Ronald Perelman’s MacAndrews & Forbes Holdings Inc. was ordered by a jury to pay $16 million to Perelman’s ex-lieutenant, Donald Drapkin, after jurors found the billionaire’s firm breached a separation agreement.
Jurors in Manhattan federal court deliberated for about 90 minutes before returning their verdict yesterday in Drapkin’s breach-of-contract lawsuit. They had heard three days of testimony.
“I’m very happy,” Drapkin said immediately after the verdict.
“We are obviously disappointed” in the outcome, Barry Schwartz, executive vice chairman of MacAndrews & Forbes, said in a statement. “We believe that the facts unequivocally proved a substantial breach by Mr. Drapkin. We will review all appropriate post-trial options.”
Drapkin, a dealmaker, sued MacAndrews & Forbes in 2009, saying he was hired by Perelman in the 1980s to serve as vice chairman and act as in-house investment banker. In court papers, he said the relationship between the two men had deteriorated so much by 2006 that Drapkin’s salary had been slashed and his responsibilities cut.
Drapkin said he agreed to leave the firm in 2007 in return for millions of dollars in severance and proceeds from the sale of his stock. He claimed he wasn’t paid $16 million. MacAndrews & Forbes said it withheld the payments because Drapkin breached the separation agreement by withholding documents and trying to get Eric Rose, who heads the firm’s life sciences business, to leave.
The judge barred evidence about the soured relationship and said the focus of the trial would be on whether the firm had breached its contract with Drapkin. As a result, much of the three days of testimony focused on contract clauses, document retention and e-mails.
Perelman didn’t testify at the trial, and jurors heard little about him, his prominent ex-wives including actress Ellen Barkin, or intrigue at the closely held firm, owner of cosmetics maker Revlon Inc. and Deluxe Entertainment Services Group Inc., a provider of movie services. Perelman wasn’t a defendant in the case.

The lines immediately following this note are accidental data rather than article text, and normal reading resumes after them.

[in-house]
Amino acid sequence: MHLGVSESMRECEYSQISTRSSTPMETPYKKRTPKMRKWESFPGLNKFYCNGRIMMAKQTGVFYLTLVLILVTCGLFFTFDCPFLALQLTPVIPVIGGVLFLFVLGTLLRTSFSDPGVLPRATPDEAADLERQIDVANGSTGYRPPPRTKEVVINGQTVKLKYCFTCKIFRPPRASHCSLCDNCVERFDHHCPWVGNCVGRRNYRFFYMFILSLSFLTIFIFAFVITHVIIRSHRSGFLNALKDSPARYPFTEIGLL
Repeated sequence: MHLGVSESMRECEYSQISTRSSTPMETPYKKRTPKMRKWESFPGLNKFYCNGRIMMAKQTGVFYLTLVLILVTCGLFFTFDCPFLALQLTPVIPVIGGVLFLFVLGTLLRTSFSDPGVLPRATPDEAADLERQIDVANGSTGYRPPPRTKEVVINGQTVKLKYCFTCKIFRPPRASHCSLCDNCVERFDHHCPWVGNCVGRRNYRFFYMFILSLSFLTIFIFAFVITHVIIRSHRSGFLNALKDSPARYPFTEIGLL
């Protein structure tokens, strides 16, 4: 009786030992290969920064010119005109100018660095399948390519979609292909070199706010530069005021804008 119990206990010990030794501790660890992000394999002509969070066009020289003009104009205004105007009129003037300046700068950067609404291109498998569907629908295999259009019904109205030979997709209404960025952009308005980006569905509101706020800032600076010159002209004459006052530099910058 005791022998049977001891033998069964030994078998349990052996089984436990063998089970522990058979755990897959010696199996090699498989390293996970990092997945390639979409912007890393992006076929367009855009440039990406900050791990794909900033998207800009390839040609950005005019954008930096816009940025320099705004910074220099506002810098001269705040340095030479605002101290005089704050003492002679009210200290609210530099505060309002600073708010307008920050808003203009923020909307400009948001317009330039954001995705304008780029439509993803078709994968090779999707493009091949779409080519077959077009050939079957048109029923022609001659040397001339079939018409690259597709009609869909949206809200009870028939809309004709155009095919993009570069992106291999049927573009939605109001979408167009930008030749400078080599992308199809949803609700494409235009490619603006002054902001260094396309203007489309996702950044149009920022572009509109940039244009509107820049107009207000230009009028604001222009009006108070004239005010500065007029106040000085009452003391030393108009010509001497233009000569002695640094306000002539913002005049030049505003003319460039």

Drapkin testified, as did his personal assistant, Nancy Link, on whose laptop computer was found firm-related documents. Drapkin and Link said they were unaware that documents had been stored on the computer, which Link was allowed to take with her when they left the firm.
Drapkin’s lawyer, Elkan Abramowitz, told jurors that MacAndrews & Forbes was concocting reasons for breaching its deal with Drapkin, an attorney.
“These so-called material breaches were nothing more than phony excuses,” he said in his summation.
MacAndrews & Forbes presented testimony from Schwartz and Rose. Rose testified that Drapkin had told him in May 2007 that Rose’s career would stall after Drapkin had left the firm.
In closing arguments, Matthew Menchel, a lawyer for MacAndrews & Forbes, argued that Drapkin failed to comply with the separation agreement because he didn’t adequately instruct Link to delete documents on her computer.
He also urged jurors not to be swayed by Drapkin’s testimony about Perelman’s wealth, which Drapkin put at $12 billion. Drapkin had been paid millions of dollars when he quit, Menchel said.
‘Amount of Justice’
“Mr. Perelman and MacAndrews & Forbes are entitled to the same amount of justice as everyone else,” Menchel told jurors.
After the verdict, juror Nibaldo Aguilera said in an interview that the amount of compensation at issue was “obscene, but we acted in accordance with the law.”
“It is sad that friends for 20 or 25 years ended in that way,” he said.
The cases are Drapkin v. Mafco Consolidated Group, 09-cv-1285, and MacAndrews & Forbes LLC v. Drapkin, 09-cv-4513, U.S. District Court, Southern District of New York (Manhattan).